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Jennifer Cromley recognized as top 20 most published educational psychologist worldwide

by the College of Education at Illinois / May 17, 2016

Jennifer Cromley recognized worldwide as top publishing professor

Associate professor—one of seven U.S. educational psychologists to be recognized—credits Education at Illinois students for contributing as lead or co-authors in several of her papers

An article published by the journal Educational Psychology Review has ranked Associate Professor Jennifer Cromley in the Department of Educational Psychology as one of the top 20 most published educational psychologists in the world. The piece gauged the top five journals in the field.

Using a point system, the seven authors of the article “Individual and Institutional Productivity in Educational Psychology Journals from 2009-2014” ranked Cromley No. 19.

Cromley, whose Educational Psychology department was ranked this year as a No. 7 graduate program by U.S. News & World Report, said she was pleased that out of her seven articles the rankings were based on, three were written by doctoral students who were lead authors and all seven were co-authored by doctoral students.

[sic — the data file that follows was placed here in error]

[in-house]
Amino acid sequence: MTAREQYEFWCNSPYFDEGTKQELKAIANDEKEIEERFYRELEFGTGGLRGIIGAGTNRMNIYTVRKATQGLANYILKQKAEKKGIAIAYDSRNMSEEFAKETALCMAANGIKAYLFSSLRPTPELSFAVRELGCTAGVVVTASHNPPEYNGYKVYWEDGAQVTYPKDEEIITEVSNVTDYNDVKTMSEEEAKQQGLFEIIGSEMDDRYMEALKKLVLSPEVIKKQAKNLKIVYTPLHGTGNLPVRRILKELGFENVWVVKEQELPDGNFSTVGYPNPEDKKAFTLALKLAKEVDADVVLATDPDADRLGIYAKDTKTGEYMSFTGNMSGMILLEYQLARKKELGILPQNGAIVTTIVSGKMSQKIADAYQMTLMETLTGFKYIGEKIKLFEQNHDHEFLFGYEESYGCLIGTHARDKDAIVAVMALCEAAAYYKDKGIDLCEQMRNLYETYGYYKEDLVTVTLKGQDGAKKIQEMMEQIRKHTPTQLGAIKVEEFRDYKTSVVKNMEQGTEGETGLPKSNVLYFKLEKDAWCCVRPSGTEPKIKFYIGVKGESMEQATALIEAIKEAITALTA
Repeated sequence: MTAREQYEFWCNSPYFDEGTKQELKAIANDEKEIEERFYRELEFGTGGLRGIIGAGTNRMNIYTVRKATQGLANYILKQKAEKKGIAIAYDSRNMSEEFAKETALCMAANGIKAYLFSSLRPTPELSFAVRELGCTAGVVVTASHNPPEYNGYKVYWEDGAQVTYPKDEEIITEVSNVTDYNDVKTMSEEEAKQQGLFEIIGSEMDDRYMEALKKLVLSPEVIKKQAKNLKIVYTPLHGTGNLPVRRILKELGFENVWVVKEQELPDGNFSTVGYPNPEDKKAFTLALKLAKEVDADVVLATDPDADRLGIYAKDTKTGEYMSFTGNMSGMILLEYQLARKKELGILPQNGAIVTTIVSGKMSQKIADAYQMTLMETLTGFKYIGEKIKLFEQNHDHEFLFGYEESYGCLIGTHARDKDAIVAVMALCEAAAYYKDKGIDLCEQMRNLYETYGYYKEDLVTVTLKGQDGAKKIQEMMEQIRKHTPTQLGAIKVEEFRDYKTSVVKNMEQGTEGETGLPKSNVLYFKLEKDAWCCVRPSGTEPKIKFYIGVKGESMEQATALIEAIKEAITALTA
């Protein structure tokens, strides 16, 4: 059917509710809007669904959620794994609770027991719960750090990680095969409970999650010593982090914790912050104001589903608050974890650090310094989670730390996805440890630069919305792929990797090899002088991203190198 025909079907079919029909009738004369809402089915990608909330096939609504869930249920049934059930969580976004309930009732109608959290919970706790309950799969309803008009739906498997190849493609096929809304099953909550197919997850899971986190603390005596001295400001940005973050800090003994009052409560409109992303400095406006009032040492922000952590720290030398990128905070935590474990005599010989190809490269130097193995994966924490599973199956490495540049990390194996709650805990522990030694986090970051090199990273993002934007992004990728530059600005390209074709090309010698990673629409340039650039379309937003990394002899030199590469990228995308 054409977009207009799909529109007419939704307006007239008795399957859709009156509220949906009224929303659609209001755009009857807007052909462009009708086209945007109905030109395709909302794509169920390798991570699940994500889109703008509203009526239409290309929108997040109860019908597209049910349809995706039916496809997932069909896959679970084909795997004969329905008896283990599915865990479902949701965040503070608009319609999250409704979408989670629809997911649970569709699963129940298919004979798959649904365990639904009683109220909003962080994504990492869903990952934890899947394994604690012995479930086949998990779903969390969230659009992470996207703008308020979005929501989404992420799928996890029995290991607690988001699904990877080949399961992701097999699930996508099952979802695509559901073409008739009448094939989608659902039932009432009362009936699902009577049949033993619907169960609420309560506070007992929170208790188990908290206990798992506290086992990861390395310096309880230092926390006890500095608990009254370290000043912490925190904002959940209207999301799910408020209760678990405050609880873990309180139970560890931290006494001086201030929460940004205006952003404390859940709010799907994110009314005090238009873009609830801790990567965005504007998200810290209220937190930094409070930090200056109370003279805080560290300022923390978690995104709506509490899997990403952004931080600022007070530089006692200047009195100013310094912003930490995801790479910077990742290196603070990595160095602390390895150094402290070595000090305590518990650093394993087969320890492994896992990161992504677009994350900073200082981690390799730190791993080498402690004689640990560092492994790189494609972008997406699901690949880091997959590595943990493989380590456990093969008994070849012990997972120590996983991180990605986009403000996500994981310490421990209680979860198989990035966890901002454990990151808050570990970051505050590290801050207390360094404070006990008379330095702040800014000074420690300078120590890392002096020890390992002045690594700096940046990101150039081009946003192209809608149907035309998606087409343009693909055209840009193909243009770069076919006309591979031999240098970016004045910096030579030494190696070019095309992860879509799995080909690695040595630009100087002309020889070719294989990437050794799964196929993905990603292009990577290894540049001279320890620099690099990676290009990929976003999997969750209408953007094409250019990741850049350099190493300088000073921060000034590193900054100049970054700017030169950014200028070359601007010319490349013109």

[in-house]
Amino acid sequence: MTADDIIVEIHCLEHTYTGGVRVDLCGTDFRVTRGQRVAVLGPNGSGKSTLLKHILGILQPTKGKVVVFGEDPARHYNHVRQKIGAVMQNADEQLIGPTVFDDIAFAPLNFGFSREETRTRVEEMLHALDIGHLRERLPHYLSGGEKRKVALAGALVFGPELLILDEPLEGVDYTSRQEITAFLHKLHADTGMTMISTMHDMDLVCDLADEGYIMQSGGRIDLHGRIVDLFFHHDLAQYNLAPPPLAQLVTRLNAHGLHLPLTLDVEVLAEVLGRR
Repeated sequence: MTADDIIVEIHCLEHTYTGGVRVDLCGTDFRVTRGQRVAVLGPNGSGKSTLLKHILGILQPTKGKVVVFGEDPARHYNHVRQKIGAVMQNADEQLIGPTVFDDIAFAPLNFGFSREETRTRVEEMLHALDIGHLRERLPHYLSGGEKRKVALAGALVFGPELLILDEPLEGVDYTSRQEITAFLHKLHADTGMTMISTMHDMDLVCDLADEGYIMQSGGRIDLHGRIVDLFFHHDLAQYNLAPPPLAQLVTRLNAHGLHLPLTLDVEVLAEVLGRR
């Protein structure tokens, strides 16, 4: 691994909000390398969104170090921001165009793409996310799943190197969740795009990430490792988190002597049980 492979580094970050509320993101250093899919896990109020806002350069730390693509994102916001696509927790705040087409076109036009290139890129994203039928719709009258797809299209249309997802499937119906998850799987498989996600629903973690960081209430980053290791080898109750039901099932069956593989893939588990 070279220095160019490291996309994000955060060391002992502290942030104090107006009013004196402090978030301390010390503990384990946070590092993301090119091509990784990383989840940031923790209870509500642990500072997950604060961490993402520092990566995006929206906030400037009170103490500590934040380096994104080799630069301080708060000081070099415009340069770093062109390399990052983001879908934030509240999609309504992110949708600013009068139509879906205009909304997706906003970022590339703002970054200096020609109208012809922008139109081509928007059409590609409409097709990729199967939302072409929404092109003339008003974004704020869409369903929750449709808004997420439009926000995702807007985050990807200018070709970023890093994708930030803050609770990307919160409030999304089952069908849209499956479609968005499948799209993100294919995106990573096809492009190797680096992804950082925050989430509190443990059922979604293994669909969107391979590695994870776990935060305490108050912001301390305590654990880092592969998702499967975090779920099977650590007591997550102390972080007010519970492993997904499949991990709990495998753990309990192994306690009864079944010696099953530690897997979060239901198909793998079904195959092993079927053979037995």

“It’s great to be recognized for excellent research, and especially for the work I have done with doctoral students over the years,” Cromley said. “The students contribute really important ideas, as well as their labor, to bring these studies from an initial idea, through study design, data collection, and data analysis, all the way to publication. It’s exciting to make new discoveries in education, and also to train the next generation of scholars along the way.”

Cromley noted that more scholars in the top 20 lived and worked outside the U.S. and that she is one of seven who are based in an American university.

The article examined the productivity of both individuals and institutions, indexed through an examination of five educational psychology journals: Cognition and Instruction, Contemporary Educational Psychology, Educational Psychologist, Educational Psychology Review, and the Journal of Educational Psychology.

In the conclusion of the piece the authors write, “Our purposes for this study were simply to update the 2009-2014 rankings of the most productive authors and institutions as well as to analyze educational psychology article trends in terms of collaboration and international involvement. Our findings revealed that individual and institutional productivity in educational psychology journals has been both consistent in terms of the top performers over the past 24 years.”

Read the full article.